A publication ban that previously prevented the media from reporting on details surrounding Breanna Menacho’s death was lifted Thursday following an appeal from the CBC.
On Dec. 7, Lisa Brule and Jordan Nande pleaded guilty to acting as accessories after the fact to Breanna Menacho’s killing. The two were sentenced to 10 months in custody, for their involvement in helping the principle accused, Devon Larabie, dodge the police.
No charges against Larabie have been proven in court.
Crown prosecutor Blair MacPherson argued that the agreed statement of facts, if published, would prejudice a jury and interfere with Larabie’s right to a fair trial. He argued the publication ban would only be temporary until after a jury had been selected.
“With respect to the contents of the agreed statement of facts, the details provided are graphic and brutal. As such, potential jurors who read or listen to them will surely remember them,” MacPherson said.
He argued that Yellowknife is a small city with a small population and that publishing the facts of the case would diminish an already limited pool of potential jurors.
To impose a publication ban, the Crown must prove the ban is necessary to prevent “serious risk to the proper administration of justice.”
In a written judgement Thursday, Justice Karan Shaner said there’s insufficient evidence to demonstrate that the “publication ban is necessary to prevent serious risk to trial fairness.” Though she agreed the details are “disturbing, to say the least.”
The importance of an open court, she wrote, “cannot be underestimated.”
In a free and democratic society, “it is a key element holding the administration of justice accountable.”
Agreed statement of facts
The following contains graphic details that some readers may find disturbing.
During Brule and Nande’s sentencing on Dec. 9, the court heard that on the night of May 5, 2020, the two accessories, along with three others, were present at the Lanky Court apartment where Menacho died. Larabie is accused of striking Menacho repeatedly with a hatchet.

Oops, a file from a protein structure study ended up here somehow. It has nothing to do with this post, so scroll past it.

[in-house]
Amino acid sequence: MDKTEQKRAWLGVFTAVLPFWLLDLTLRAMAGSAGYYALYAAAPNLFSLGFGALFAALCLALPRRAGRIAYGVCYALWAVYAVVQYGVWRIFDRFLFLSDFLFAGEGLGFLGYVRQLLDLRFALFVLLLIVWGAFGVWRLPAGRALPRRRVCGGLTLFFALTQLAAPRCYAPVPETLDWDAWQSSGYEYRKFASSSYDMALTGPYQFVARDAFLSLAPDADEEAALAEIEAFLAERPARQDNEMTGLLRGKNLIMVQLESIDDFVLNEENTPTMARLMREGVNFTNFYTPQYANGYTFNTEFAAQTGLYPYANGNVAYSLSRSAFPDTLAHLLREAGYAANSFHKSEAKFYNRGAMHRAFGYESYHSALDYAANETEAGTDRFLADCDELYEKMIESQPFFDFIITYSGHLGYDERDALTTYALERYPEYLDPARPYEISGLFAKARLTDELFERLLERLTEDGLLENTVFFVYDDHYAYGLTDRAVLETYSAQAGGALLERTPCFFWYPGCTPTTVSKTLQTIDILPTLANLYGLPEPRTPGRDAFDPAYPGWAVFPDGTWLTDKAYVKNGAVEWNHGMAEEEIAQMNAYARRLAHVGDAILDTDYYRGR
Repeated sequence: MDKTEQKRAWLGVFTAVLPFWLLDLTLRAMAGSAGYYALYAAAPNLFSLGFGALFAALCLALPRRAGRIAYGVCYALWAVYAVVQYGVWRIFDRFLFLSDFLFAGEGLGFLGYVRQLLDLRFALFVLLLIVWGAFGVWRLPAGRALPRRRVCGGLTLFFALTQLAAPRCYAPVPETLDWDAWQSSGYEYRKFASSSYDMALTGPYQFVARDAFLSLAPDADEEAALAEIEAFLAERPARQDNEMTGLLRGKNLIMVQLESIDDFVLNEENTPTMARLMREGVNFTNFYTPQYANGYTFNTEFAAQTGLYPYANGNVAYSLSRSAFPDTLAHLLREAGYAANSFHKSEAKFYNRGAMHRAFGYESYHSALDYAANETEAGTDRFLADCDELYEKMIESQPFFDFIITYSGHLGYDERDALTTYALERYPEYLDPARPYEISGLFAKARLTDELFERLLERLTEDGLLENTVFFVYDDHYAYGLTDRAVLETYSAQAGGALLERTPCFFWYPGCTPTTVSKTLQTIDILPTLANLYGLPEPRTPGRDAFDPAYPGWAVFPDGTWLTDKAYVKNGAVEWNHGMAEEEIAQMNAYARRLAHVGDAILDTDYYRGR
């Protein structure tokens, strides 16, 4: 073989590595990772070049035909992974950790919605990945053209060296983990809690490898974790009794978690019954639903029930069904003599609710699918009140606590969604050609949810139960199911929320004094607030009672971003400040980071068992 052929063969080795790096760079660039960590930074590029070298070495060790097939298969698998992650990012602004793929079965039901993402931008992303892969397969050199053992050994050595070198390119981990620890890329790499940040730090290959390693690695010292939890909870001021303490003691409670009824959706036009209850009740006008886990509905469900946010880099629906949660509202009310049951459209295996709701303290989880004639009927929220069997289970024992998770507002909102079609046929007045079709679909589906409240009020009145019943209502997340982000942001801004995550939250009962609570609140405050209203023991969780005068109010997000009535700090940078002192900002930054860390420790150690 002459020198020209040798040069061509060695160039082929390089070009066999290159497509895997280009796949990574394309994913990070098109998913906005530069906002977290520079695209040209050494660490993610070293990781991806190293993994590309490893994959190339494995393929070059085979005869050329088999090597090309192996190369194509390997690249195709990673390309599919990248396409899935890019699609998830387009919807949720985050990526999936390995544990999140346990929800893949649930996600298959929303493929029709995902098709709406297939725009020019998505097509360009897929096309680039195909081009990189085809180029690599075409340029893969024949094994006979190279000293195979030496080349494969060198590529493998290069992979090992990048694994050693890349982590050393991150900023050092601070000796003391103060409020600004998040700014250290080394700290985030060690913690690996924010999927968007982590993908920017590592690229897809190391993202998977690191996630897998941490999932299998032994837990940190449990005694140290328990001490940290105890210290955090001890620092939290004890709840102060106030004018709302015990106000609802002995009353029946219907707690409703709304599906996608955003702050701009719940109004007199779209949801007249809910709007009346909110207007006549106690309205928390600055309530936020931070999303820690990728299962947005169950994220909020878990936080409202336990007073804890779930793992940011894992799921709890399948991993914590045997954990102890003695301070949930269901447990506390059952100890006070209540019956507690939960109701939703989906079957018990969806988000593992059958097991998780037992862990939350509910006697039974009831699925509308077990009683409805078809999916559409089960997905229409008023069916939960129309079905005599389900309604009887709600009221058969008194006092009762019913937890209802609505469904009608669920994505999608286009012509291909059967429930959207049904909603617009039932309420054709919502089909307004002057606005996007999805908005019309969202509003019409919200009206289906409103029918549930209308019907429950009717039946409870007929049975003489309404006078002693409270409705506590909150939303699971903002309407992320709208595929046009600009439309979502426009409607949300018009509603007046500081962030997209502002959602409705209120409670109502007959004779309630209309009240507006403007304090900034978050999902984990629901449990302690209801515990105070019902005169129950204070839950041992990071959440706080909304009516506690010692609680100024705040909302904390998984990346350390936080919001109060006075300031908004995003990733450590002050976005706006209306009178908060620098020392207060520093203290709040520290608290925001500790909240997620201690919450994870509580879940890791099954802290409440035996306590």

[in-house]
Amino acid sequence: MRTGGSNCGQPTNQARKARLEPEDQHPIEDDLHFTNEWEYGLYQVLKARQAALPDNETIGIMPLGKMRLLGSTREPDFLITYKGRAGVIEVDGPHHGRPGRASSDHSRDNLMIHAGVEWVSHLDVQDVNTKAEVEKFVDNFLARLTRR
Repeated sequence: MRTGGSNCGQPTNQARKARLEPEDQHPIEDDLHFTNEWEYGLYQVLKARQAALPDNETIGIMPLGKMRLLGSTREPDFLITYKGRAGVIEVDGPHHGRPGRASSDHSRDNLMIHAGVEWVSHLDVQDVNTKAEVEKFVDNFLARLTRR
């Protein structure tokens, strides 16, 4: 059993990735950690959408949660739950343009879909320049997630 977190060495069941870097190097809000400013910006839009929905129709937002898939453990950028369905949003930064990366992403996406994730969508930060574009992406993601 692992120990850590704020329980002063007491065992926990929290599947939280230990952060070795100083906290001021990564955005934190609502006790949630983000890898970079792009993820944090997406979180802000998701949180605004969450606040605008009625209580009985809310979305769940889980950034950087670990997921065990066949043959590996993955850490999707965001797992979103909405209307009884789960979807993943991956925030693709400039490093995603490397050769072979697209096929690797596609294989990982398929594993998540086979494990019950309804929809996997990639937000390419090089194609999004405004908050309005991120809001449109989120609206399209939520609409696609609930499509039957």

Larabie then “commanded” the five witnesses to remain in the residence. Nande and Brule complied, three others fled.
Reading from the agreed statement of facts, MacPherson told the court that Larabie placed Menacho’s body in a cube freezer and told Nande and Brule to remove their clothes and take a shower, which they did.
The two then helped clean the apartment.
Brule, who was dating and living with Larabie at the time, suggested using bleach to cover the evidence.
Larabie allegedly gave the hatchet to Nande with the understanding that he would dispose of the weapon.
Nande and Brule left the apartment for the night. There was a meeting the next day to discuss how to dispose of the body. They decided they would transport the cube freezer, the couch where the attack took place and any other bloodied items out of town and then burn them.
Brule retrieved a dolly to transport the freezer and Nande called a friend with a pickup truck to help them drive the evidence out of town.
The friend with the truck noted that the three had been acting strange. When he was helping them move the couch from the Lanky Court residence into his vehicle, he noticed blood. The court heard that he then snuck away to report his observations to the RCMP, who were already looking for Menacho at this time.
The RCMP descended onto the apartment and found the body in the freezer. Larabie, Nande and Brule were apprehended.
While MacPherson acknowledged that Nande and Brule “had a significant role in attempting to clean the murder scene,” and he said Larabie “exerted power over the accessories” to solicit their assistance.
Though some fled, Larabie “commanded” that the witnesses stay and “forced them” to remove their clothing and have a shower, MacPherson said. He later allegedly told Nande he would kill him if he informed the police.
Larabie is set to appear in court for a preliminary inquiry on June 22, 2021.
The judge will then decide if there is enough evidence to proceed to trial.